As more people get hip to streaming their music from various Cloud-based music services, the market for connected (and wireless) speakers has seen a huge surge in the past few years.
While you could go out and get any number of connected speakers ranging from portable bluetooth options to more high-end kits made for serious audiophiles, consider this awesome radio hack that could teach you a thing or two about how vintage radios were designed in the process.
Created by Reddit user ‘mxmln23’, this ‘DIY Spotify Device / Vintage Raspberry Pi Internet-Radio‘ project is the perfect way to not only build a pretty dang-sweet radio, but also hone your Raspberry Pi chops as well. The project is a variation of the Pi MusicBox Raspberry Pi project springboard…so you’ll need to download the program over there and follow their instructions in the process.
A basic understanding of the Raspberry Pi platform would be beneficial before starting this project.
Building the Radio
Two of the same radios were found on eBay for part sourcing
Open up and clean house!
Empty housing (would be a good idea to clean it at this stage)
The Speaker – I had to measure the electrical resistance to estimate its impedance (multiply with 1,25)
I got a small amplifier that can be powered by USB (5V) and was even able to use the volume control of the old radio! Just soldered together provisionally …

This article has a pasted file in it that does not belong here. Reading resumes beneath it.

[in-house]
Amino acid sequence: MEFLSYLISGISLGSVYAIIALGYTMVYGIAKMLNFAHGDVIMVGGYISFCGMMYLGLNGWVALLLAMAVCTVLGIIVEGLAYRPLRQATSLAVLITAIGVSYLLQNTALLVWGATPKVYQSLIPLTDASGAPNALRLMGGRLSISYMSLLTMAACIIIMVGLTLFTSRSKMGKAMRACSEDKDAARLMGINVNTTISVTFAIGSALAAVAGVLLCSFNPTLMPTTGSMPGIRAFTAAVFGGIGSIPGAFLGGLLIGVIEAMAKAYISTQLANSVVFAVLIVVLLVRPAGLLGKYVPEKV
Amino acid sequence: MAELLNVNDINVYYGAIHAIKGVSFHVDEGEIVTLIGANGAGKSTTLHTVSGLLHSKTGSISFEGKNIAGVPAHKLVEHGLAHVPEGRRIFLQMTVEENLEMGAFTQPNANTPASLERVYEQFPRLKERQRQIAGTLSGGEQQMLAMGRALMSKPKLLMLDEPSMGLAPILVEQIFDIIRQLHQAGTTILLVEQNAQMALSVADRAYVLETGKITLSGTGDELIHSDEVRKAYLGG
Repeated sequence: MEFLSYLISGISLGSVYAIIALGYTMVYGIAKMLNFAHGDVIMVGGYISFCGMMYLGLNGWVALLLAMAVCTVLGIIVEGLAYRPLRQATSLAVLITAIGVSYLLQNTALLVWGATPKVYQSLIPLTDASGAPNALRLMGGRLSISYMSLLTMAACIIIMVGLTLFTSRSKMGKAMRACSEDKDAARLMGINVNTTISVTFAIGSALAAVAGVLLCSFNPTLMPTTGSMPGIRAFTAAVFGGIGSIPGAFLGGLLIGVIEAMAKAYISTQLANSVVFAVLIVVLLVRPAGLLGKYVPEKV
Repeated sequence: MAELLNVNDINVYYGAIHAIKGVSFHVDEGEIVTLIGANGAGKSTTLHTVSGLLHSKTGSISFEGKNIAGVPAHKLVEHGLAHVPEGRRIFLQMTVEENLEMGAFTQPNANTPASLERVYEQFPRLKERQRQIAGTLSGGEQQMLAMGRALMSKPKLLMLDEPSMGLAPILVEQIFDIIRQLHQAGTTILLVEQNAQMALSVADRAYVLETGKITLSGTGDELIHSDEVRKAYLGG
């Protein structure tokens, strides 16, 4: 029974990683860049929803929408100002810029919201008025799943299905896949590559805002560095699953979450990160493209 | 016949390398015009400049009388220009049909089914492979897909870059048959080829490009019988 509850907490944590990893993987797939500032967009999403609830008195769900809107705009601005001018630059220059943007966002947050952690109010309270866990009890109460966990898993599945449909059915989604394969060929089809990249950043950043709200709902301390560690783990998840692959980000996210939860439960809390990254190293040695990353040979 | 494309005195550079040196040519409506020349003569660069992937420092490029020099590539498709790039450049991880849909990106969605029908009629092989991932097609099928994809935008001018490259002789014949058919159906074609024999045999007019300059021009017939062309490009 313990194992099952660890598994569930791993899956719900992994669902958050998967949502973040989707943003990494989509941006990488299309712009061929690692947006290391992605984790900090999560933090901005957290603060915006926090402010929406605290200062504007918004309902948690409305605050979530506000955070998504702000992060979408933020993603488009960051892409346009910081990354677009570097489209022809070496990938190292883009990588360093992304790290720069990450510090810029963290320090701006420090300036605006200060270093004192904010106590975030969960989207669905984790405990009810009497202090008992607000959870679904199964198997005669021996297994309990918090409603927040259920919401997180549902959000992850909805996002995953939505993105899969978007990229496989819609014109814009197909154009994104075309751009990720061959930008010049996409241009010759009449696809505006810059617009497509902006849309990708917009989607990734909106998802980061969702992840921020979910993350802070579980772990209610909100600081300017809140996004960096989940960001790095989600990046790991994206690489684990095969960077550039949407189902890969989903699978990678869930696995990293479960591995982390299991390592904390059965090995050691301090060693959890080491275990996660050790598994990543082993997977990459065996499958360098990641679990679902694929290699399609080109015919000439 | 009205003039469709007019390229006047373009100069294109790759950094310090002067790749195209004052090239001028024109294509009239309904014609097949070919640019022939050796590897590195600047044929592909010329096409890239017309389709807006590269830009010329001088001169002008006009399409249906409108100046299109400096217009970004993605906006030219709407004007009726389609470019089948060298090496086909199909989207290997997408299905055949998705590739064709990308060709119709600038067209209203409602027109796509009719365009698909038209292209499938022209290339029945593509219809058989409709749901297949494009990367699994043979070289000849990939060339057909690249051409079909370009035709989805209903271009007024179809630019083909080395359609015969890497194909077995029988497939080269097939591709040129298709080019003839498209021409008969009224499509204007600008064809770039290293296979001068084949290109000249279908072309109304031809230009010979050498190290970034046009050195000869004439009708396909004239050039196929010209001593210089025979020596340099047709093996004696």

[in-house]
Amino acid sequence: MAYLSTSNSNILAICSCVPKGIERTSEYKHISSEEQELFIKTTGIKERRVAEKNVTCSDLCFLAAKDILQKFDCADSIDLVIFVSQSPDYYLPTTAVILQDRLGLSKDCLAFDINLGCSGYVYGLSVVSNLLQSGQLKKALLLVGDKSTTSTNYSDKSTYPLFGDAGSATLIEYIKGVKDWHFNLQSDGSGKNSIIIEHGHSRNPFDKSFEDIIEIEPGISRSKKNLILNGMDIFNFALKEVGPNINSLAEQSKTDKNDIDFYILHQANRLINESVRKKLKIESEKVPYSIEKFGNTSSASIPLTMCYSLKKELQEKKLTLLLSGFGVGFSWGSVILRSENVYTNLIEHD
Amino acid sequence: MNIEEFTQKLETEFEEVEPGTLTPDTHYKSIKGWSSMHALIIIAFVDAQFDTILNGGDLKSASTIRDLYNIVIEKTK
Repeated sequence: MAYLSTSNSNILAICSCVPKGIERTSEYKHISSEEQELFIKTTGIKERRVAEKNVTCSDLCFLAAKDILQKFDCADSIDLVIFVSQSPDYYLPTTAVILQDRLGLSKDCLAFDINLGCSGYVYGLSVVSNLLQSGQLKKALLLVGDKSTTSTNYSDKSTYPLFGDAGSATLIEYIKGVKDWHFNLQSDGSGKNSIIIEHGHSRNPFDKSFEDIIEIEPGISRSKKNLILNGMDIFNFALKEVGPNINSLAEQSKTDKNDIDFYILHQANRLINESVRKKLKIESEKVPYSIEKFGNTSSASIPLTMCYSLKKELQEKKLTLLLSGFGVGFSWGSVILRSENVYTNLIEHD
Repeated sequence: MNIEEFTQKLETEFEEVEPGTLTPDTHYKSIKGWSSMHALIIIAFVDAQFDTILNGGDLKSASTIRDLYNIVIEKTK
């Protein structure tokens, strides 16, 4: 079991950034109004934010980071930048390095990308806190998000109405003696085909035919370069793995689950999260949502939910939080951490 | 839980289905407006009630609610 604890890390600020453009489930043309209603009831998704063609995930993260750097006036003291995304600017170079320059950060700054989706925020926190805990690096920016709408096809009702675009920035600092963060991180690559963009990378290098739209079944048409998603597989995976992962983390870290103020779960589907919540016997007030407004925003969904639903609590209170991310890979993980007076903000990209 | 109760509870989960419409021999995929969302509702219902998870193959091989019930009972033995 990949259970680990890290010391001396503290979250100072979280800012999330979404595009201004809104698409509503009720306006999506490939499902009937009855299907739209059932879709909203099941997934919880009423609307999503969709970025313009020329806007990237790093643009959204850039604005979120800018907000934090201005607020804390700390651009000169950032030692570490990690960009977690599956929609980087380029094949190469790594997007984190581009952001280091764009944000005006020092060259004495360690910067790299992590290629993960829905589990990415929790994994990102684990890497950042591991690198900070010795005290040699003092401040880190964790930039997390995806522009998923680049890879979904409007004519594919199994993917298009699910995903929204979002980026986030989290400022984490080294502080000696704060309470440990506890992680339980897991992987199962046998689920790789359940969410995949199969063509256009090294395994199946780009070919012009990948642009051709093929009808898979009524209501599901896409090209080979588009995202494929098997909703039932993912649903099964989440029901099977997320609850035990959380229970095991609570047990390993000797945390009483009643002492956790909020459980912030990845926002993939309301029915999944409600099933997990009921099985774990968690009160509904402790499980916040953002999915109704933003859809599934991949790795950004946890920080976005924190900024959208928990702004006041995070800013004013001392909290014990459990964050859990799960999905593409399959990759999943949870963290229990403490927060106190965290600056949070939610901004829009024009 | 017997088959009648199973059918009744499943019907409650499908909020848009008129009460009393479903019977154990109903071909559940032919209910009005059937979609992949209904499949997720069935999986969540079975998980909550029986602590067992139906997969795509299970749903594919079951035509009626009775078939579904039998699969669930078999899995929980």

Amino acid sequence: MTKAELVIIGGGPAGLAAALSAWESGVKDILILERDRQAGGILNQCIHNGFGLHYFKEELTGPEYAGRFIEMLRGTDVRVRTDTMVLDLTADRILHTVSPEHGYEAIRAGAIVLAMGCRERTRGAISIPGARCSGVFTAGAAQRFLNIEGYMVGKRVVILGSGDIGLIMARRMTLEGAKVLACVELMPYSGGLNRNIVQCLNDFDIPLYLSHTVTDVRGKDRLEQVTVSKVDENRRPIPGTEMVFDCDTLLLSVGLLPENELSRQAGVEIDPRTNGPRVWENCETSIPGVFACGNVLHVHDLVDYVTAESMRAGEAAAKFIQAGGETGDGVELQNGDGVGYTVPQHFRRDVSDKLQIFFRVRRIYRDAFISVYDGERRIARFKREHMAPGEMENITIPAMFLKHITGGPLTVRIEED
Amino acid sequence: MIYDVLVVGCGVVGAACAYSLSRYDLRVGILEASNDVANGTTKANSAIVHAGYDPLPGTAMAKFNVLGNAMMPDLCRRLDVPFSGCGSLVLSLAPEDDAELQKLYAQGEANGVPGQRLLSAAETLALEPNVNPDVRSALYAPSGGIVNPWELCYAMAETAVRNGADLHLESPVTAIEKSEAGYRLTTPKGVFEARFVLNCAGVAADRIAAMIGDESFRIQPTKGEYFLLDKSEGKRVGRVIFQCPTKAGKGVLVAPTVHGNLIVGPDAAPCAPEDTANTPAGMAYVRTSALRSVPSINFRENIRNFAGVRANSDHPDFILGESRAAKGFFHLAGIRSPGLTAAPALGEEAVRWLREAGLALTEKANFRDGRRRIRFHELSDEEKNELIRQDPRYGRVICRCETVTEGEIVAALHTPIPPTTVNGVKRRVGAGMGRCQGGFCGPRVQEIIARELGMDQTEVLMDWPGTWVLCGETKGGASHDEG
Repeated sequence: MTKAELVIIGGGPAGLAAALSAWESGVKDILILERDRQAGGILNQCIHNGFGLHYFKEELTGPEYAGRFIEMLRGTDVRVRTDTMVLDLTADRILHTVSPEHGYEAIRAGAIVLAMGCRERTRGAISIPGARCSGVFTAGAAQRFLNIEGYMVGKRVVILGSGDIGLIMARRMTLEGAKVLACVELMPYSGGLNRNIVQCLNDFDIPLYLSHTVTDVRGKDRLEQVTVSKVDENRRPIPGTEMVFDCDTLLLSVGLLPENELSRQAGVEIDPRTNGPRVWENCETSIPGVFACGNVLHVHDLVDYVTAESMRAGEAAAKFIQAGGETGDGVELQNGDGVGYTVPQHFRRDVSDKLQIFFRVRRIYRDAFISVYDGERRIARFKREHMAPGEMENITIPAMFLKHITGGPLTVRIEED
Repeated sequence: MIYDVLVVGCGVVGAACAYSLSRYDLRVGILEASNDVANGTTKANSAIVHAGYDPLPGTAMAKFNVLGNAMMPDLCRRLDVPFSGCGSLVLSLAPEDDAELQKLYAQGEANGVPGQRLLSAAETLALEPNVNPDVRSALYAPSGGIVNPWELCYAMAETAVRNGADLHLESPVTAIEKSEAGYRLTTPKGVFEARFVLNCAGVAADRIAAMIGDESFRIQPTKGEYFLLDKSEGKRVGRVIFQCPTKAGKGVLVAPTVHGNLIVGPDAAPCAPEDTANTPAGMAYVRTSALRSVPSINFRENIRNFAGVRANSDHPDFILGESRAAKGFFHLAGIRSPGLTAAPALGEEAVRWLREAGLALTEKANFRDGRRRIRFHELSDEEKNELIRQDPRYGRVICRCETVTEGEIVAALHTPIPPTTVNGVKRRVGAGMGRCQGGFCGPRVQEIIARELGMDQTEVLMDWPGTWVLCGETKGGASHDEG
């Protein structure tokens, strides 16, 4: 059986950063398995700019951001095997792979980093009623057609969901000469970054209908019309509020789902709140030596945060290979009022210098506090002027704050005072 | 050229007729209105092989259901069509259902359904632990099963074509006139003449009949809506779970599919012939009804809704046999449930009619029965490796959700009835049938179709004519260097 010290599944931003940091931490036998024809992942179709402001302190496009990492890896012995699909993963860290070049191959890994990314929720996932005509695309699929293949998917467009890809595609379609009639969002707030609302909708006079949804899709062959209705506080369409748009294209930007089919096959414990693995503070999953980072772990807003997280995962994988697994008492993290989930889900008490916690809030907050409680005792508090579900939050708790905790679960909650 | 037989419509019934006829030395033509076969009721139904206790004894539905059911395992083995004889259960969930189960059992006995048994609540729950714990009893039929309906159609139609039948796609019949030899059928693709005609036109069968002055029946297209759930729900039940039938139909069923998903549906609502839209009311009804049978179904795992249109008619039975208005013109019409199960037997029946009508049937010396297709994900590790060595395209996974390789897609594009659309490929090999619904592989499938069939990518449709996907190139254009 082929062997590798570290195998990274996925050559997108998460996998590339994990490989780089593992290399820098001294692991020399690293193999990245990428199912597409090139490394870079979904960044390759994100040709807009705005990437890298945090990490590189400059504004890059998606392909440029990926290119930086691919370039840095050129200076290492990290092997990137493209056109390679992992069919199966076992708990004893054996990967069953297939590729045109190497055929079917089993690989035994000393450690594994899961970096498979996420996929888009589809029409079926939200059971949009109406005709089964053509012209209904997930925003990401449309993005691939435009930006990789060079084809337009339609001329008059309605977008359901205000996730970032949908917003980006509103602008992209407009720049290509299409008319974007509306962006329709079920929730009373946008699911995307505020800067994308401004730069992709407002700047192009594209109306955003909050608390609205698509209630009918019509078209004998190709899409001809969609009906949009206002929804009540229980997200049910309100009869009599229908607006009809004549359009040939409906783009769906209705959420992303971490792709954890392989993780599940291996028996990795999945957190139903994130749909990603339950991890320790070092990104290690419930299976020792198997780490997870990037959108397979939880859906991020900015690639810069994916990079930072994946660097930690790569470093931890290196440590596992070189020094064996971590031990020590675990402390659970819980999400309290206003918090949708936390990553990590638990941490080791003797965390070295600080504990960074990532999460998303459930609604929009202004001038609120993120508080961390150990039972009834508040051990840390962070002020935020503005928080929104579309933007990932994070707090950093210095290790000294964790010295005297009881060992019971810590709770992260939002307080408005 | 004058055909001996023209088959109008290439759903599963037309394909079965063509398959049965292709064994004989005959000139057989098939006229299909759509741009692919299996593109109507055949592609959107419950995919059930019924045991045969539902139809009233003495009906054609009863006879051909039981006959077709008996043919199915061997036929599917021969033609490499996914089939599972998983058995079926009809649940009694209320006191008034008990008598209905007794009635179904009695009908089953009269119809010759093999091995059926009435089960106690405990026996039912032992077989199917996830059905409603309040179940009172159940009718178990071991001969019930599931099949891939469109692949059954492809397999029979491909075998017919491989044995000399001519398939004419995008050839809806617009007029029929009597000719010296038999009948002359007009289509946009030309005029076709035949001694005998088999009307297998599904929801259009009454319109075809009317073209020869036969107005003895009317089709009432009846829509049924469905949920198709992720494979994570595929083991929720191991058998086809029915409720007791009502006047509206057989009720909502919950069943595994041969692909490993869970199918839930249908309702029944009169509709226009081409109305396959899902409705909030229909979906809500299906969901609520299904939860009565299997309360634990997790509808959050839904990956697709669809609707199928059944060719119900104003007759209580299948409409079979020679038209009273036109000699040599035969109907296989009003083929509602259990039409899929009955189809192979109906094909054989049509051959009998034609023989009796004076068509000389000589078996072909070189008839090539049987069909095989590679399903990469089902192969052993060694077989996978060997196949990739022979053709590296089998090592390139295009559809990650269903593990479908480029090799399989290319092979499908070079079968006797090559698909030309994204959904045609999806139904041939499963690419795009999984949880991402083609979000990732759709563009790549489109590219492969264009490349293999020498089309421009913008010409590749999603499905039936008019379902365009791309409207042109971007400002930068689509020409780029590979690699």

Start the reassembly process
Attaching the amplifier
A mount for the Raspberry Pi using two pieces of wood, two thread-inserts and two mainboard spacers
Double-check the mount alignment to the Raspberry Pi before glueing the mounts into housing
Glueing the mounts
View of updated and mounted components
Power-supply in the back and connected power-buttons. The power-on/reset-switch just has to be connected to the Raspberry Pi’s P6-port, but for the power-off-switch you have to use a pull-up-resistor and write a small bash-script (inotify) to respond to that switch.
Power connector detail
Status LED to show if the device is switched on or to indicate triggered buttons. It is controlled by a bash-script via the GPIO ports.
GPIO connections to LED and power-off switch
Final assembly is snapped back together. The volume-control is on the left, the power-off switch is the button on the far left and the power-on the one on the far right. The three buttons in the middle are non-operational.
Connecting the Device
MPDroid Android app – There are various apps on the Play Store, iTunes or the Windows Phone store that speak the MPD protocol. Some are party-enabled for friends to access the radio over Wi-Fi to add to the playlist.
Have any ideas for an upcoming DIY Weekend Smack project? Let us know in the comments!